My last post about all the amazing manatees that have made many of my birthdays memorable, drummed up a lot of interest. I thought I’d delineate which manatees and friends showed up on which of my Feb. 11th birthdays these past few years 2011-2018 and tell a bit of the story behind the shots. Of course I’ve seen manatees on birthdays before these years, but this is the best number for an impactful photo collage.
I’ll start with the latest, Feb 11, 2018
This was probably the most difficult of all the yearly birthday encounters. Florida weather had been hit with a number of cold fronts that dipped way south. While it wasn’t the coldest year in recent memory, it was cold for Florida with a number of freezes. Then. all of a sudden, February started and it went from cold to near record heat in just a few days! When it is warm manatees spread out to feed, spend time with little ones alone and socialize with other manatees. They don’t usually spend much time in the clear springs because these waters are not food-rich and other areas are usually warmer. So this last birthday went from getting impactful pictures to just seeing manatees. We were thrilled to see a mother guiding its calf into the springs. Part of responsibly photographing manatees is determining which ones are shy and when it is better to keep a distance. That is the way with this cow and calf pair. I could sense the mother wanted to quietly guide her little one to a resting spot, all their own. That is what is happening here. An attentive mother is guiding her manatee towards the warmer corners of Pretty Sister Spring. Again, I was glad this day to get any photos of manatees!😊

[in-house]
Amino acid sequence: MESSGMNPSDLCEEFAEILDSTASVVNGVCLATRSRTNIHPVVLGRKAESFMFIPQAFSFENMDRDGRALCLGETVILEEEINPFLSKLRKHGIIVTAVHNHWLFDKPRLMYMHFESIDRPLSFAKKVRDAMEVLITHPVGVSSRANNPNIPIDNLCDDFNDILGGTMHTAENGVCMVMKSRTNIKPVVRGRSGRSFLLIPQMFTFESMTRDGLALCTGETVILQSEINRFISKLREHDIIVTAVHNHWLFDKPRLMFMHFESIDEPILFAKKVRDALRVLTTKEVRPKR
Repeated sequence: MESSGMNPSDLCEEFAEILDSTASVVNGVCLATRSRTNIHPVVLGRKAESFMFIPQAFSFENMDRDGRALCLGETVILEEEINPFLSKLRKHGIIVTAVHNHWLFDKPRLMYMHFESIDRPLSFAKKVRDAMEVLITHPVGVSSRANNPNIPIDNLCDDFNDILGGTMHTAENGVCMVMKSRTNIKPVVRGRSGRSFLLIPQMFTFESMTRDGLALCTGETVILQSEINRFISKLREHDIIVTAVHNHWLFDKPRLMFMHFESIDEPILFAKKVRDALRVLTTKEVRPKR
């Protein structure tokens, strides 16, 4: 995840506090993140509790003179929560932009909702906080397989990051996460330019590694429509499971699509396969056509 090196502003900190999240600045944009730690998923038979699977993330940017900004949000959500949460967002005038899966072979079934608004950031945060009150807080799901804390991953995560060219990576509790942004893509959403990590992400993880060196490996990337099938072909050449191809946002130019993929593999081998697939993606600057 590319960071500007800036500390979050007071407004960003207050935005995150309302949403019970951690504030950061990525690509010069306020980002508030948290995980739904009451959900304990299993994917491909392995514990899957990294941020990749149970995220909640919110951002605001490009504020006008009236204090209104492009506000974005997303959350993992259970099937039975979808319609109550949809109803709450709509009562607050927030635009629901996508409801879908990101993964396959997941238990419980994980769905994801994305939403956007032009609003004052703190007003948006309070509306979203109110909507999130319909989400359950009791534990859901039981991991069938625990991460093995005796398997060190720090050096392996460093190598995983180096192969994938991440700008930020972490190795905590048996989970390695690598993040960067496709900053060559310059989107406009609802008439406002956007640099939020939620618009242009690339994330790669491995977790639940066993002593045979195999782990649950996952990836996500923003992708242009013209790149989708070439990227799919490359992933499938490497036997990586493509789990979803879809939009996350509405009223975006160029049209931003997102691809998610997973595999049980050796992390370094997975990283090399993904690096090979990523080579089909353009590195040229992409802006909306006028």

Yes, it is more difficult now, as opposed to several years ago, to achieve compelling underwater photographs showcasing the manatee’s life. With all the extra closures of the clearer water areas that have enough light to execute a decent photograph, it is difficult, but not impossible. If this season had been a little more moderate temperature wise, there would have been a few more opportunities to capture the manatee’s compelling story. The way the 2017 to 2018 season unfolded I was happy to get the shots and video I did!
On February 11, 2017, I embarked on a photographic assignment for the Citrus County Visitors and Convention Bureau. It was an Open House on the land boardwalk of the refuge so I started when the light was nice and spent several hours getting various split-level shots of the boardwalk activities, arriving manatees and then two wonderful ladies, Carli and Veronica, joined me to get some impactful, polite, underwater passive observation photographs for the Visitors Center. Several of the ones I got on this day are in their new Visitors Guide. You can request a printed copy or view an online copy here:
A curious female manatee is enamored with Carli on the cover of the new 2018 Visitors Guide. Here’s the secret: passively float like a manatee, observe and admire from afar and many times it will tweak a manatee’s curiosity. Big Sister Spring, Crystal River, FL. Feb. 11, 2017.